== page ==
The reason all medications have some kind of side effect or stop working all together is because medications cause a nutritional deficiency somewhere in your body. Every medication they’ve done studies on—in some way or another—depletes specific nutrient pathways. Common medication side effects like dizziness, loss of appetite, loss of energy, feeling achy those symptoms show up when physiological processes are affected by specific nutrients not being available.

Think of it like this: taking medication is similar to driving a car at full speed. Your gas will be used up faster when you drive at top speeds.

This doesn't mean that taking medication is bad. Instead, we want to emphasize the need to weigh the positives against the negatives and how important it is for patients who are on medication to come in and figure out what nutritional base is being depleted by their medication. When we do this, we can support the patient’s body to help their medication work better.

And those common medication side effects? When we find the depleted nutritional base and support it, we often see these symptoms reduce. And that's good news for everyone!


We strongly believe mood medications are not for everyone and should be used very carefully. But for some people, they can prove to be very helpful in short term or longer term situations with some support for the individual’s nutritional base.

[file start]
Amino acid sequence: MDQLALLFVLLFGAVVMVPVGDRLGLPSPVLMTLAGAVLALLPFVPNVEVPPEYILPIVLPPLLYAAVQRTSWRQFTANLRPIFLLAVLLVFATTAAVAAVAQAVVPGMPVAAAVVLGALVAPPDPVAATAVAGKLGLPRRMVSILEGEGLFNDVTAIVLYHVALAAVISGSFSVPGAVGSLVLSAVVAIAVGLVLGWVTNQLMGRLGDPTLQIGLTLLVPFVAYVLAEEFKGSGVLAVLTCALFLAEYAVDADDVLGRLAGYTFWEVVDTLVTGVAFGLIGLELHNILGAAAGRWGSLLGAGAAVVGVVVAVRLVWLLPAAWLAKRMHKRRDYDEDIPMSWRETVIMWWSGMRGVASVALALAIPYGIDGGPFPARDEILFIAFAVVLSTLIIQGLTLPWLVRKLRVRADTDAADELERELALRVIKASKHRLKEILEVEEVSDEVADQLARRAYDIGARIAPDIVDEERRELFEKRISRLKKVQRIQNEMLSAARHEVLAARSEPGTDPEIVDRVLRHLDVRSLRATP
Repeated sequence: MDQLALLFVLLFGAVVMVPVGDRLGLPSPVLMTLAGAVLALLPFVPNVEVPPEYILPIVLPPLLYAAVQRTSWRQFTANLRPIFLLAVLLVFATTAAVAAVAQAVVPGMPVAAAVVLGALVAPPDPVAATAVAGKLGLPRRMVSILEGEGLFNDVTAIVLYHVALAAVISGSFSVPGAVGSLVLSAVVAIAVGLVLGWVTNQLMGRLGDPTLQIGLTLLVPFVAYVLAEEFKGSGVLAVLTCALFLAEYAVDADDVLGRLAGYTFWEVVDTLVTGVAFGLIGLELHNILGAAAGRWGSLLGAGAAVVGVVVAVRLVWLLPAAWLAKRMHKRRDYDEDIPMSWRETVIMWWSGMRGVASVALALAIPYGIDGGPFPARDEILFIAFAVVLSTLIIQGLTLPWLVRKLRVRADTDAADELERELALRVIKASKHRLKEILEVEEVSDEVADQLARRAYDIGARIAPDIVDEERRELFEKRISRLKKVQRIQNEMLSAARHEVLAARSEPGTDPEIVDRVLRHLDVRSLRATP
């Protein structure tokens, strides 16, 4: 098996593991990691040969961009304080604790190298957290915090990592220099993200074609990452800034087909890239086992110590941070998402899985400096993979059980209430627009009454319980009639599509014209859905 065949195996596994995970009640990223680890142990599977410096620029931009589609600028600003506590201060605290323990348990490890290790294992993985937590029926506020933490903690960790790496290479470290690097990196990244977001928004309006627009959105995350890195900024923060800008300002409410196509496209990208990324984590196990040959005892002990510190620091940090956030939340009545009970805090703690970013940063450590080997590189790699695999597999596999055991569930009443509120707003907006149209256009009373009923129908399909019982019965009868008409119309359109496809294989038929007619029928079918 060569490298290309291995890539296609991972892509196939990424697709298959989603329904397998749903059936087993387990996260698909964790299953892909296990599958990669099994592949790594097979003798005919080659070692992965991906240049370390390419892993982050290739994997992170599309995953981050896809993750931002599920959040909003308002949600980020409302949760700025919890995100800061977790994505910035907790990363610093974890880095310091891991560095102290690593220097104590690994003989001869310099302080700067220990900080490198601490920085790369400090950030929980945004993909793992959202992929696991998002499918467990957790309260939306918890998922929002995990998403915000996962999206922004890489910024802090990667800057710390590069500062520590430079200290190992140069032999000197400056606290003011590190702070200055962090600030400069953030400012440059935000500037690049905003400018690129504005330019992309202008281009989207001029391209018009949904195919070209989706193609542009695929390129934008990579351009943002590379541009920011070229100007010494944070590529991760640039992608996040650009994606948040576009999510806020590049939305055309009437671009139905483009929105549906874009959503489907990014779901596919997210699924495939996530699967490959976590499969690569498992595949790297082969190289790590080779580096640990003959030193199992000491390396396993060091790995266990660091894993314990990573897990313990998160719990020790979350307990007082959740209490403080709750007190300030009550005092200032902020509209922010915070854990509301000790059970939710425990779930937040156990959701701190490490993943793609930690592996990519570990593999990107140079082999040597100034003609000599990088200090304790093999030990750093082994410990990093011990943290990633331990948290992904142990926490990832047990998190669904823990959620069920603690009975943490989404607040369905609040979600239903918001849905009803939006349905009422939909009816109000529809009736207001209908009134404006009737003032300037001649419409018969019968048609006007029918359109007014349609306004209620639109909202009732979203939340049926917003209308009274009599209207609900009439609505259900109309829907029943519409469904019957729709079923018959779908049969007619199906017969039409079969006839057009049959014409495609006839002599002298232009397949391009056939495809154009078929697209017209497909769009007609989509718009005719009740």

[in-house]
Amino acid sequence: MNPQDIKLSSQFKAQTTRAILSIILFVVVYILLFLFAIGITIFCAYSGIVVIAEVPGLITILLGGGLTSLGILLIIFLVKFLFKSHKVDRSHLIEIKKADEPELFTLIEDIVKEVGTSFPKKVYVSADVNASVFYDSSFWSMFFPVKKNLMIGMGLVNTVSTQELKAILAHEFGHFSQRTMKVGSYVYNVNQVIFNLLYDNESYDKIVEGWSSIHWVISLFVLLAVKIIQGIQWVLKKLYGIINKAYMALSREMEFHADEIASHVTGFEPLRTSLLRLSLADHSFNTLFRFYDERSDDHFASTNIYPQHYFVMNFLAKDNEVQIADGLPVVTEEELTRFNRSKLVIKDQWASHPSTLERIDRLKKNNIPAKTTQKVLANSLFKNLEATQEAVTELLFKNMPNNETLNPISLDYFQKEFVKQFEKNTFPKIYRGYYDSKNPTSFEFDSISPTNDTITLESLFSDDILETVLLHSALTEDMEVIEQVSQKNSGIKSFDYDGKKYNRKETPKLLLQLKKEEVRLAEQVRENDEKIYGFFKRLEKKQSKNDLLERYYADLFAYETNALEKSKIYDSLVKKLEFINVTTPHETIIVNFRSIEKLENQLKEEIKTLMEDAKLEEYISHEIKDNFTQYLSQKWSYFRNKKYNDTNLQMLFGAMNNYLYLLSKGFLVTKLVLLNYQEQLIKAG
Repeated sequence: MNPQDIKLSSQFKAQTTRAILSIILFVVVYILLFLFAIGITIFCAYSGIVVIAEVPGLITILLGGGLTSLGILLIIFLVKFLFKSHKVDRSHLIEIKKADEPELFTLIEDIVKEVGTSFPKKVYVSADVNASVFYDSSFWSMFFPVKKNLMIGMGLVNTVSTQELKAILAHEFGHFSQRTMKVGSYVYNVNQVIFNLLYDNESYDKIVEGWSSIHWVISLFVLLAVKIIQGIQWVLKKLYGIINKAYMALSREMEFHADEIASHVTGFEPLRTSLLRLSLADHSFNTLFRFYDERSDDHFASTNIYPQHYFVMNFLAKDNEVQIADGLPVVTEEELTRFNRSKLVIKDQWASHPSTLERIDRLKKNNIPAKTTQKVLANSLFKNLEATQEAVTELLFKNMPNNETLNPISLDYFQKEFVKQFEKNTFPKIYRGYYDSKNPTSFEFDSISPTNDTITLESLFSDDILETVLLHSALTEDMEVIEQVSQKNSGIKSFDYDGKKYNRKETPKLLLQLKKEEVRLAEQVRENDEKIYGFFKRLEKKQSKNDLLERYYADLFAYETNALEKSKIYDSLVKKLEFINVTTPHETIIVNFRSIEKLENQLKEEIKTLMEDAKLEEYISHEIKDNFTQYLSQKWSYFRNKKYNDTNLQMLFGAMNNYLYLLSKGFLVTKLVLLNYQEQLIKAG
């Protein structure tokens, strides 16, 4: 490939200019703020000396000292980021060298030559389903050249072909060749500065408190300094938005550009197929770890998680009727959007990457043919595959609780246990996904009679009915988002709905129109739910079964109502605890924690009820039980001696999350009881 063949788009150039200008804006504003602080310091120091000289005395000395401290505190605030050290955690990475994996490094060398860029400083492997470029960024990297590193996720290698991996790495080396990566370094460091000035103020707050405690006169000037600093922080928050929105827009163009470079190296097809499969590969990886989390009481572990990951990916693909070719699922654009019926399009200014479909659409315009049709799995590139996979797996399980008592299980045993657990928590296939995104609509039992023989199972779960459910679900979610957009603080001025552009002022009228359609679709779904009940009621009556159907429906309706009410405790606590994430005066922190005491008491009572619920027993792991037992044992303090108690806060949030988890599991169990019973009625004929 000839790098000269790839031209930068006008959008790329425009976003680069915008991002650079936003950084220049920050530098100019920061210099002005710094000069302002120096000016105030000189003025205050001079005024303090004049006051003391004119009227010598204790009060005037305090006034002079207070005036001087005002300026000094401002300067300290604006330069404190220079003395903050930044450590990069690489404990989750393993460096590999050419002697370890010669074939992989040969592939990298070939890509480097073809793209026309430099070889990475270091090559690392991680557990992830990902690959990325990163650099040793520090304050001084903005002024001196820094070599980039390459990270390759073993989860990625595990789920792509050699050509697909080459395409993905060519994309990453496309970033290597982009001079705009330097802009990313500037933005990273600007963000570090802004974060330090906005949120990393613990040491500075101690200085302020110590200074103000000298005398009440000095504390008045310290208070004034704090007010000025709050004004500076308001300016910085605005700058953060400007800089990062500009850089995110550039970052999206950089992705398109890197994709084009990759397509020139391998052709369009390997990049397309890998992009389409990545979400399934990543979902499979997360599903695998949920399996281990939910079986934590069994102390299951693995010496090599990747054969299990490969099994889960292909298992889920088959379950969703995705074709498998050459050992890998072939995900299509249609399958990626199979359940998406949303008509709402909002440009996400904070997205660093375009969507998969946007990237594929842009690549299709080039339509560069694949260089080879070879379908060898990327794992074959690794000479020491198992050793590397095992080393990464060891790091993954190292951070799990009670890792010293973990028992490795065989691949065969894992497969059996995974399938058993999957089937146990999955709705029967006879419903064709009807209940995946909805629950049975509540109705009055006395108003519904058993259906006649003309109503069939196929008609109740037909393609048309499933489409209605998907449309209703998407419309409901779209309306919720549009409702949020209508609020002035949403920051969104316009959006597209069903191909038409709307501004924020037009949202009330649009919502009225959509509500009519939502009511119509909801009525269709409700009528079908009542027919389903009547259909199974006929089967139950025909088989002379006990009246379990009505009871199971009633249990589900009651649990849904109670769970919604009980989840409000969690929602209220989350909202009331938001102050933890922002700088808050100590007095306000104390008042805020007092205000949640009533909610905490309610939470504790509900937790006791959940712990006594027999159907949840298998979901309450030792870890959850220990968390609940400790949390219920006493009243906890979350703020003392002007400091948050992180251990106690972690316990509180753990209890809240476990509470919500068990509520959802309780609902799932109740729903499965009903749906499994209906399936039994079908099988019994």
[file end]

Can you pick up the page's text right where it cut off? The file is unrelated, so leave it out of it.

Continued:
As an example, we had a patient come to us at Hope Clinic and we encouraged them to go on the medication their psychiatrist was recommending. We worked together with their psychiatrist to adjust the amount of medication this person was taking.

After a couple weeks on the medication, the patient started feeling achy, getting headaches, and being easily fatigued—all very common side effects. We immediately began supporting their nutritional base with specific nutrient and herbal supplements. For this particular patient, we did some very specific B vitamin intervention because the medication they were on was overusing that nutritional pathway. With this type of support the patient felt much better.

If a psychologist you’re seeing recommends a medication, we encourage you to get in to see us at the clinic right away so we can find what nutritional pathways are being used up. When you support your nutritional base while taking a medication, you’ll have a much better chance of getting that medication to work like it should—and keep working with less side effects. 


Studies are showing that psychotherapy can be much more effective than medications. One of the most important parts of having a successful experience with psychotherapy is to find the right psychotherapist for yourself. You might need to try several different people until you find the right fit. If you don’t know where to look for a psychotherapist, ask Dr. Brad during your visit. We can recommend a few places to get you started. 

If someone says to us, “I tried therapy once, but it didn’t really get me anywhere.” We often suggest for this person to give homeopathy a try. Constitutional homeopathy can open things up to let you see what’s going on. This can be an extremely helpful option for anyone who is feeling “stuck” in their therapy and needs help addressing the issues that are really there.

If you or someone you love is taking mood medications we invite you to come visit our next Hope Class to learn more about how natural care can help support your body, mind and emotions.